You’ve heard the good news: The county commissioners signed off on the Powell Library architect search and hire process. The long trek toward the day when we will see the county-owned facility …
You’ve heard the good news: The county commissioners signed off on the Powell Library architect search and hire process. The long trek toward the day when we will see the county-owned facility brought up to adequate status has begun.
Then, of course, there has to be the bad news.
That is? An engineering study says the county facility’s roof is not just leaking, which everyone knew, but on its last legs. Thus, there’s a need to move as quickly as the process and fund-raising will allow.
Tightening the belt
Money. Money. Money. Belt-tightening. Vastly reduced expectations.
Last year hope centered on creating a beautiful new library for Powell. With county reserves standing far above reserve needs at $16-plus million, it seemed not only possible but a likely near-term reality. Even without use of county money, it could have been financed with a cap tax, funding from the state and donors.
Then came the virus and its accompanying impact on the economy, plus the promise of reduced extractive industry revenues. Both have had an impact on an understandably cautious county commission.
As a recent Powell Tribune article stated, the “commissioners have not committed to moving forward with a project, nor are they spending any money on the effort at this point ... Commissioner Lloyd Thiel made a point of noting that seeking an architect, ‘in no way obligates us to go any further.’”
Understanding these realities, hopes have turned to reusing the existing century-old, makeshift but historic structure. I think of it as a composite of old schoolhouses (which it is) held together by glue, duct tape and prayers. That poor building. But behind its pleasant façade and under its leaky roof resides a huge amount of history, its walls containing not just the ghosts of old classrooms but fingerprints and tattered covers left by the thousands of us who have passed through its doors.
Would a salvage operation be possible? To the surprise of many, the engineers said, “Yes.”
Immediately, planning for a new state-of-the-art structure morphed into working on an “adaptive reuse” project. Because of the urgency created by the roof coupled with caution by the building’s owners, the plan became a two-phase project.
Here’s how it can work:
Phase One is to begin in 2022 and include replacing the failing roof, correcting the other problems and adding a small second floor. The interior of the building will be redesigned to make all its existing space usable. The cost? We should know in a few months but probably around $1.5 million and under $2 million.
Phase Two will begin when the county can afford it and will build out from the current structure to raise our total size to the 20,900 square feet recommended by the consultant.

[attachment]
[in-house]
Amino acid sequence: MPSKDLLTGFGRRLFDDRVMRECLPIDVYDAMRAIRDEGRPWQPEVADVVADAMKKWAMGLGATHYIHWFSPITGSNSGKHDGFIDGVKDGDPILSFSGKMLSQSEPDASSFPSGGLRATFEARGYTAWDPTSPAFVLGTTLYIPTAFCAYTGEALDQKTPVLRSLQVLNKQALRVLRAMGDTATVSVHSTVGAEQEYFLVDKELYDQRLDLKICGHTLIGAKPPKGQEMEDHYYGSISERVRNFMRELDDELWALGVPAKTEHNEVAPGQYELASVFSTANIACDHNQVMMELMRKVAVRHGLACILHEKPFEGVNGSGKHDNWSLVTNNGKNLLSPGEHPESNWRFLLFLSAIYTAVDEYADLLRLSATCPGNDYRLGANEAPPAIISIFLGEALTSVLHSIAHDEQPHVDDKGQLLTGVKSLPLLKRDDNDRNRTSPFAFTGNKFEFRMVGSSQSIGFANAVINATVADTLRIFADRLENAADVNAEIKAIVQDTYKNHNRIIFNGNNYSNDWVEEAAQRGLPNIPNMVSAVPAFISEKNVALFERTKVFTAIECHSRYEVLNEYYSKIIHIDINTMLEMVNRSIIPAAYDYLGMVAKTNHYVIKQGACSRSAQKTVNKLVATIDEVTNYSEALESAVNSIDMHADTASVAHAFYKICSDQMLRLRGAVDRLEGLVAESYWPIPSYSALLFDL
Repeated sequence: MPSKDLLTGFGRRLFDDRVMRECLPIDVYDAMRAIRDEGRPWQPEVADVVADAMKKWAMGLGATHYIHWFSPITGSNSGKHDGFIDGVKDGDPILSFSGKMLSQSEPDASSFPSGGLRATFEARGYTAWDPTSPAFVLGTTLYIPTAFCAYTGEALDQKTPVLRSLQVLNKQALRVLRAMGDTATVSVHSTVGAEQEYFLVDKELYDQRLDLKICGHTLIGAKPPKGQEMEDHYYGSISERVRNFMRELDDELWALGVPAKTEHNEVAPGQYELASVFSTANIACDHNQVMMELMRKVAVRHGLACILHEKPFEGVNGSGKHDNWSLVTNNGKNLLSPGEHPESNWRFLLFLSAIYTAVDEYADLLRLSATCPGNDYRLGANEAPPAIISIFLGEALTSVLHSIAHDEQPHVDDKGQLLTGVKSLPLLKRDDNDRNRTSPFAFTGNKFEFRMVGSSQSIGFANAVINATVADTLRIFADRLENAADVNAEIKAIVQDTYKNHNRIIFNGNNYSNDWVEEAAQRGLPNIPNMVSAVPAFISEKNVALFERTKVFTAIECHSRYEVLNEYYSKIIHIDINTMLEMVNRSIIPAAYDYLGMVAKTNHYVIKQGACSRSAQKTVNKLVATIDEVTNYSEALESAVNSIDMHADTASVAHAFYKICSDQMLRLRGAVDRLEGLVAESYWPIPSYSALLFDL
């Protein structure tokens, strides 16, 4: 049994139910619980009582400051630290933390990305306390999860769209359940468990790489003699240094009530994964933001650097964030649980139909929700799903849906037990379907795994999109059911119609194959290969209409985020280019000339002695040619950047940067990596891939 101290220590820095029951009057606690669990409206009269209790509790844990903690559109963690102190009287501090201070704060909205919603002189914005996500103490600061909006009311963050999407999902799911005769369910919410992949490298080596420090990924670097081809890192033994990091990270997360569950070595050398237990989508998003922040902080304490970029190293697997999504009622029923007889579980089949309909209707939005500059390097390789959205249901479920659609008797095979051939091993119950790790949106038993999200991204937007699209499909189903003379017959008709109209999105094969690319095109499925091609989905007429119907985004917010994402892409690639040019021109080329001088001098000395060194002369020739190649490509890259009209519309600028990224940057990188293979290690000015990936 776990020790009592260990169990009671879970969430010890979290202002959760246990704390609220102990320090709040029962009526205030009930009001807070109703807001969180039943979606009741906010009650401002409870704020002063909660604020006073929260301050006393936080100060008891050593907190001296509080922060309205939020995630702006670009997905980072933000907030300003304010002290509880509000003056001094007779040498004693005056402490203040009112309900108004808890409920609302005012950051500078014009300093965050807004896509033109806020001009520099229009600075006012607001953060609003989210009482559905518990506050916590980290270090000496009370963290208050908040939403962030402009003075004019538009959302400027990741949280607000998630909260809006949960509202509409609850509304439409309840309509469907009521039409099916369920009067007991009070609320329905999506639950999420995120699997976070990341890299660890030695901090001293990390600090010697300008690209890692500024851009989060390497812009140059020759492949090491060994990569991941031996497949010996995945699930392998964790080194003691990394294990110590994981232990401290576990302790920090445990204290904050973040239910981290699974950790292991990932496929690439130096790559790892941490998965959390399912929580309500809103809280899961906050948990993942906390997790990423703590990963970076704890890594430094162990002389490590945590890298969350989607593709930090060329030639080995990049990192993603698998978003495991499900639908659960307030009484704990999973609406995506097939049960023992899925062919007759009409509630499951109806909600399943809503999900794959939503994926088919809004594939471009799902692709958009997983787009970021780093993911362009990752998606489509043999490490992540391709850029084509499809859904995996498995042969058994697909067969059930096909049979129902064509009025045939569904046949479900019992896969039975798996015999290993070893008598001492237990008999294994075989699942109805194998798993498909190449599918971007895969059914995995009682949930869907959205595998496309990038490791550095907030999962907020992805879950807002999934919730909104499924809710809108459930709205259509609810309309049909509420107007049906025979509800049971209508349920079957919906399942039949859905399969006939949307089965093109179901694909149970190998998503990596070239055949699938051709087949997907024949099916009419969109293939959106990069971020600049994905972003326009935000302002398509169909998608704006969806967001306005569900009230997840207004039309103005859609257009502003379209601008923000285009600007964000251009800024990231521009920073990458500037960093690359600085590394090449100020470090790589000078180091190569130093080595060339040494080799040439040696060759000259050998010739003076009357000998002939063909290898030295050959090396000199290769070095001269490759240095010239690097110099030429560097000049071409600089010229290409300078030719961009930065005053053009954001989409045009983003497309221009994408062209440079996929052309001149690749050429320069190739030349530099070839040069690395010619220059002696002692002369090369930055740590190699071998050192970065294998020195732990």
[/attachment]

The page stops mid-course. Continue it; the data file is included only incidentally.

Again, the idea is to accommodate current realities and to respond with positive solutions to those worried about maintenance and capital expenditures.
The Powell Library Task Force has had an auspicious start with strong public support and seed money provided by the Paul Stock Foundation, the Park County Library Foundation with its public donations, and an anonymous donor. This will finance the design phase.
The library has other assets, not the least of which is its role as an economic multiplier. Run the figures available on the state library website and you’ll see that Park County libraries give back an average of $4.28 to the community for every $1 spent. In this case, “community” means the northern half of the county and Powell.
In Powell’s case, the library produces more, for the county-wide figures don’t factor in the numbers of middle schoolers who “hang out” in the library between the hours when school lets out and when parents return home from work.
Which means that Phase One (fixing up this county facility that an outside consultant called “in no way adequate” to meet community needs) is a financial investment. Then, of course, an adequate library remains one of the key social elements in a healthy community; potential newcomers often judge an entire community by the state of its library.
All of this plus a creative reuse of an old structure. Who could ask for more?
But wait! There is more! The library consultant may have found the county facility deficient in every respect, but he praised the library staff for their professionalism, hard work, and devotion to the community.
Well, if we can only have one real asset, then that’s the one I’d choose! Kudos to them. Kudos, as well, to the many people from the community and two of our commissioners (who liaise with the library board) for contributing their expertise and support to the project. Without all of this help, we wouldn’t have a plan. Without citizen contributions, we wouldn’t even have the engineering study that pinpointed the actual conditions of the building and the failing roof.
All of which is history now. With this auspicious start and continued strong public support, the future looks promising. Fingers crossed.